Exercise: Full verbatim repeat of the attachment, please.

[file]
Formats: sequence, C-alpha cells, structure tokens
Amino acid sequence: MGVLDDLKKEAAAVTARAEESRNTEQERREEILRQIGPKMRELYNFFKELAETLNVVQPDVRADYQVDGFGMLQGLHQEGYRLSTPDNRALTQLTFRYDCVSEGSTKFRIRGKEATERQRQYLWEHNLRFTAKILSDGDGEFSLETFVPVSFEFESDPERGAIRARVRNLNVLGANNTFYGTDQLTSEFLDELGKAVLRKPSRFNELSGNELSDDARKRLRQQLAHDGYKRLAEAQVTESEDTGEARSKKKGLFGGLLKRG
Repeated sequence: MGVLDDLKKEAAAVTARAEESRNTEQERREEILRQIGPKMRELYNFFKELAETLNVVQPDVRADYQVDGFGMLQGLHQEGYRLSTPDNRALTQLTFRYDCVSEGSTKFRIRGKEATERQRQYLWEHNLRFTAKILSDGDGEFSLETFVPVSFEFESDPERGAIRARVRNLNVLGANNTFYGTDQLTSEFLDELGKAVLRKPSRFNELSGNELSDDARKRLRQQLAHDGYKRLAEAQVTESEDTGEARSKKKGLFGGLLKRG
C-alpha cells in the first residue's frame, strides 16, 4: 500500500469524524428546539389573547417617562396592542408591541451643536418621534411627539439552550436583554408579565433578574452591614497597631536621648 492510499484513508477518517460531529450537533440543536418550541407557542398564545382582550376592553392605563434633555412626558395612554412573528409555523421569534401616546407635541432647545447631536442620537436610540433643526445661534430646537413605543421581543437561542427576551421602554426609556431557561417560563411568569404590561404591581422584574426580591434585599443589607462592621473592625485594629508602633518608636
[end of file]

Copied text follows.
Formats: sequence, C-alpha cells, structure tokens
Amino acid sequence: MGVLDDLKKEAAAVTARAEESRNTEQERREEILRQIGPKMRELYNFFKELAETLNVVQPDVRADYQVDGFGMLQGLHQEGYRLSTPDNRALTQLTFRYDCVSEGSTKFRIRGKEATERQRQYLWEHNLRFTAKILSDGDGEFSLETFVPVSFEFESDPERGAIRARVRNLNVLGANNTFYGTDQLTSEFLDELGKAVLRKPSRFNELSGNELSDDARKRLRQQLAHDGYKRLAEAQVTESEDTGEARSKKKGLFGGLLKRG
Repeated sequence: MGVLDDLKKEAAAVTARAEESRNTEQERREEILRQIGPKMRELYNFFKELAETLNVVQPDVRADYQVDGFGMLQGLHQEGYRLSTPDNRALTQLTFRYDCVSEGSTKFRIRGKEATERQRQYLWEHNLRFTAKILSDGDGEFSLETFVPVSFEFESDPERGAIRARVRNLNVLGANNTFYGTDQLTSEFLDELGKAVLRKPSRFNELSGNELSDDARKRLRQQLAHDGYKRLAEAQVTESEDTGEARSKKKGLFGGLLKRG
C-alpha cells in the first residue's frame, strides 16, 4: 500500500469524524428546539389573547417617562396592542408591541451643536418621534411627539439552550436583554408579565433578574452591614497597631536621648 492510499484513508477518517460531529450537533440543536418550541407557542398564545382582550376592553392605563434633555412626558395612554412573528409555523421569534401616546407635541432647545447631536442620537436610540433643526445661534430646537413605543421581543437561542427576551421602554426609556431557561417560563411568569404590561404591581422584574426580591434585599443589607462592621473592625485594629508602633518608636